Albright College is a private liberal arts college in Reading, Pennsylvania. It was founded in 1856.
Lehigh University is a private research university in Bethlehem, Pennsylvania. It was established in 1865 by businessman Asa Packer. Its undergraduate programs have been coeducational since the 1971–72 academic year. As of 2019, the university had 5,047 undergraduate students and 1,942 graduate students.
Duquesne University School of Law is a private Catholic university law school located in Pittsburgh, Pennsylvania. The School of Law was founded in 1911, and is the only multiple-division law school in western Pennsylvania. Located on the 47-acre (190,000 m2) Duquesne University campus, the law school is walking distance to Pittsburgh's downtown legal, corporate, and government communities. The School of Law currently boasts over 5,800 alumni practicing in every field of law, in all 50 states and several foreign countries. Additionally, as of 2012, Duquesne's Legal Writing program is ranked sixth in the United States.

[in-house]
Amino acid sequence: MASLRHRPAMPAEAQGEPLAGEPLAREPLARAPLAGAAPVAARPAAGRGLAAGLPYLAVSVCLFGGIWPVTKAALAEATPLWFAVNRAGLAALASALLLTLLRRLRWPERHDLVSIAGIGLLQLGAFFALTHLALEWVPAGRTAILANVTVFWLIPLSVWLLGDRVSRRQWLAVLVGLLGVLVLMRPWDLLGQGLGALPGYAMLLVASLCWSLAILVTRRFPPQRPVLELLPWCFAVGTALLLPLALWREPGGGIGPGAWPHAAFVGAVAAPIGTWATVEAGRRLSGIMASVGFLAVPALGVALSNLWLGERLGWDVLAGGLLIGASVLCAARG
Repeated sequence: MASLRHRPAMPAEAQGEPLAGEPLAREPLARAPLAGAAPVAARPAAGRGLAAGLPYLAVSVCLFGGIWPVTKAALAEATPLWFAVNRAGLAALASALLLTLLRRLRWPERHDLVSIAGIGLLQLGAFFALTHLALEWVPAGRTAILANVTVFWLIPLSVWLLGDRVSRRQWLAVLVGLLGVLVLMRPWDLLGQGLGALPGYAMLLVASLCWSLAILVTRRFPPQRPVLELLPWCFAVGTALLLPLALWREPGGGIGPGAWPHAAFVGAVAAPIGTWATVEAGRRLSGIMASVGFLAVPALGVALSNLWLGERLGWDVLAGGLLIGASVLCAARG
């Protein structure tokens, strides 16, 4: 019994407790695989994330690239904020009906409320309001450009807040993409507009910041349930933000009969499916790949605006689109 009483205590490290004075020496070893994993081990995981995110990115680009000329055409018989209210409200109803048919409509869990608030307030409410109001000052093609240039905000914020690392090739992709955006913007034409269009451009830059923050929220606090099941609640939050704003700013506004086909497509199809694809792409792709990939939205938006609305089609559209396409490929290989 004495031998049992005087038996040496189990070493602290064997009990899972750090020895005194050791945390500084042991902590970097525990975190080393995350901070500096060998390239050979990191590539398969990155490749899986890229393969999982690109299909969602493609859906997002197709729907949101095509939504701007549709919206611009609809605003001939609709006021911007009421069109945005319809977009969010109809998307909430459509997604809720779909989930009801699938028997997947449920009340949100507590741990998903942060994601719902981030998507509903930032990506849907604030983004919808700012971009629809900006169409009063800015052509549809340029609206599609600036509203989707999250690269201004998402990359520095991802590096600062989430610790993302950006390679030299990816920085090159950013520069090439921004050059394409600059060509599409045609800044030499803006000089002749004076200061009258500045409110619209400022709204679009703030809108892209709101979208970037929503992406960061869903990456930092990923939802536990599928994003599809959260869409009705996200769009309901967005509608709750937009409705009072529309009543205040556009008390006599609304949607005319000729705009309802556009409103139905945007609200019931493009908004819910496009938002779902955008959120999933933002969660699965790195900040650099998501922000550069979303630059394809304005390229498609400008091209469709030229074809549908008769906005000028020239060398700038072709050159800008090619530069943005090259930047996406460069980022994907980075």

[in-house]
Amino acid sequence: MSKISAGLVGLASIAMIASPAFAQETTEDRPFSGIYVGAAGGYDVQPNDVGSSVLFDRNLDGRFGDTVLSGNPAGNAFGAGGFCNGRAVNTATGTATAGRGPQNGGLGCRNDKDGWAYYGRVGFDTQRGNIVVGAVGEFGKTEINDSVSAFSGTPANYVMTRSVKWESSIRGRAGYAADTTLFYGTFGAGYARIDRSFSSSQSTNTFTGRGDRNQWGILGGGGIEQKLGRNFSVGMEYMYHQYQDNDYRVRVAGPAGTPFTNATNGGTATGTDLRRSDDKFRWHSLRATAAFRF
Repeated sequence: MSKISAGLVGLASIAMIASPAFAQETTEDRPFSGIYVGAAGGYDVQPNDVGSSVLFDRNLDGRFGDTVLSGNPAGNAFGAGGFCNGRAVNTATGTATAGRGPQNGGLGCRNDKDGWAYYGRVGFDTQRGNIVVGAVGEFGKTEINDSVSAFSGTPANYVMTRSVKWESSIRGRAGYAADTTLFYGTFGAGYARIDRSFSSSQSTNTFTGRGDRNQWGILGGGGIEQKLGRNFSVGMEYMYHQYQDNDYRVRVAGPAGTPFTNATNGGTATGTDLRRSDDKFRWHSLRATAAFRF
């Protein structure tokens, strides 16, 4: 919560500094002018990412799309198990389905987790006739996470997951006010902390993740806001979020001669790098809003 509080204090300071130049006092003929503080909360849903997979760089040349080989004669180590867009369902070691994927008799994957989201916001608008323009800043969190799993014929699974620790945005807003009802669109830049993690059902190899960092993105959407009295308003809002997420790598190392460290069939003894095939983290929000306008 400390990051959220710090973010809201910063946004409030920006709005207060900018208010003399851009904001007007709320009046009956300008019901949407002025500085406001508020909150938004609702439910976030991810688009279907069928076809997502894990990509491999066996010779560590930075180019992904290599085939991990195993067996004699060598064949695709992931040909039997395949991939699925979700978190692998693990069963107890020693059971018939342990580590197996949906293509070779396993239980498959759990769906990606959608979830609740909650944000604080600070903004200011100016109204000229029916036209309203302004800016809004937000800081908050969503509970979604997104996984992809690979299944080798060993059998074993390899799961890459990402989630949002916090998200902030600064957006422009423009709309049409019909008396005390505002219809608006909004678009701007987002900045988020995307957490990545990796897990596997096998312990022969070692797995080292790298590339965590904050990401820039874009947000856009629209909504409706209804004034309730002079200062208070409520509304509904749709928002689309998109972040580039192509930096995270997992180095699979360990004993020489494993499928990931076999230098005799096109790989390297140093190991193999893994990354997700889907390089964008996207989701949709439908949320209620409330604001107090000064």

Born in 1947 in Hazleton, Pennsylvania, Tom Kline grew up in the Pennsylvania anthracite coal region. His father worked as a dress factory manager.Kline taught sixth grade for several years before attending law school. Following law school, Kline was an associate at The Beasley Firm in Philadelphia before partnering with Shanin Specter to open their own firm, Kline & Specter, in 1995. In addition to his work as an attorney, Kline has appeared on television news programs as a part of discussions regarding law and legal issues, including providing commentary on ABC World News and Good Morning America . Another example of his television appearances is an edition of ABC's Nightline , which featured a case he won for a woman who died after a missed diagnosis of breast cancer.